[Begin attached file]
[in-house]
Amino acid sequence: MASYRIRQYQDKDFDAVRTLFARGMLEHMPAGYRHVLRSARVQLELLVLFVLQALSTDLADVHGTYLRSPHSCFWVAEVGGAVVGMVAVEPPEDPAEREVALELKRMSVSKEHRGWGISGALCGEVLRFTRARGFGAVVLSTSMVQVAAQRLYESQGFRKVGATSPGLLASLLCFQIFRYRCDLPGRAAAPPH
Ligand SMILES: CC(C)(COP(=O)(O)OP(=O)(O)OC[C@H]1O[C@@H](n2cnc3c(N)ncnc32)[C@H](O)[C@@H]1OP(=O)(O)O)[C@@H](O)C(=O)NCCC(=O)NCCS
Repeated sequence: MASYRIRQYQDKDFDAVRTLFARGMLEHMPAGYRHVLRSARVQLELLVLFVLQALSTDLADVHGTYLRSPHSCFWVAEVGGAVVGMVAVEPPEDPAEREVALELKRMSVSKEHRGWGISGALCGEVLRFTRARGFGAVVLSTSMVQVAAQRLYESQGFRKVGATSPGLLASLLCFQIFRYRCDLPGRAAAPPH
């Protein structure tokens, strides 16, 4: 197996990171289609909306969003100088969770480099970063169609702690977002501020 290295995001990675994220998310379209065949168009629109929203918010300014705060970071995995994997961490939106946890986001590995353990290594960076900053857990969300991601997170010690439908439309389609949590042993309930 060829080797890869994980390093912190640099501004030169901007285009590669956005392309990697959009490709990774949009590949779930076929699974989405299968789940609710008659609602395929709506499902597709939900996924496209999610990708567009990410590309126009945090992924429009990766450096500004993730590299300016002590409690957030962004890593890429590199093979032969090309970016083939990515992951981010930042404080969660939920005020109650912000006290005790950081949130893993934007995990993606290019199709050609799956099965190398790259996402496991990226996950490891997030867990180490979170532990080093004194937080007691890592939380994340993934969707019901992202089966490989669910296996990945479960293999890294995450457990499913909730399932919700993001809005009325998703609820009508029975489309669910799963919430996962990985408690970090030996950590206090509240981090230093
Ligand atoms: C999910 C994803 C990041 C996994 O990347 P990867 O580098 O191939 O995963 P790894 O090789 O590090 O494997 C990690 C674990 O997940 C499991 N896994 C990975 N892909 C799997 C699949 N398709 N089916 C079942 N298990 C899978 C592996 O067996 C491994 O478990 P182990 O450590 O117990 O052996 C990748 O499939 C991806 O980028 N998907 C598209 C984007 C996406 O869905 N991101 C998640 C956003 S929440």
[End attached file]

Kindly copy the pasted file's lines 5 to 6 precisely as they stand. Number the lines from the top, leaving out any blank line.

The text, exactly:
């Protein structure tokens, strides 16, 4: 197996990171289609909306969003100088969770480099970063169609702690977002501020 290295995001990675994220998310379209065949168009629109929203918010300014705060970071995995994997961490939106946890986001590995353990290594960076900053857990969300991601997170010690439908439309389609949590042993309930 060829080797890869994980390093912190640099501004030169901007285009590669956005392309990697959009490709990774949009590949779930076929699974989405299968789940609710008659609602395929709506499902597709939900996924496209999610990708567009990410590309126009945090992924429009990766450096500004993730590299300016002590409690957030962004890593890429590199093979032969090309970016083939990515992951981010930042404080969660939920005020109650912000006290005790950081949130893993934007995990993606290019199709050609799956099965190398790259996402496991990226996950490891997030867990180490979170532990080093004194937080007691890592939380994340993934969707019901992202089966490989669910296996990945479960293999890294995450457990499913909730399932919700993001809005009325998703609820009508029975489309669910799963919430996962990985408690970090030996950590206090509240981090230093
Ligand atoms: C999910 C994803 C990041 C996994 O990347 P990867 O580098 O191939 O995963 P790894 O090789 O590090 O494997 C990690 C674990 O997940 C499991 N896994 C990975 N892909 C799997 C699949 N398709 N089916 C079942 N298990 C899978 C592996 O067996 C491994 O478990 P182990 O450590 O117990 O052996 C990748 O499939 C991806 O980028 N998907 C598209 C984007 C996406 O869905 N991101 C998640 C956003 S929440």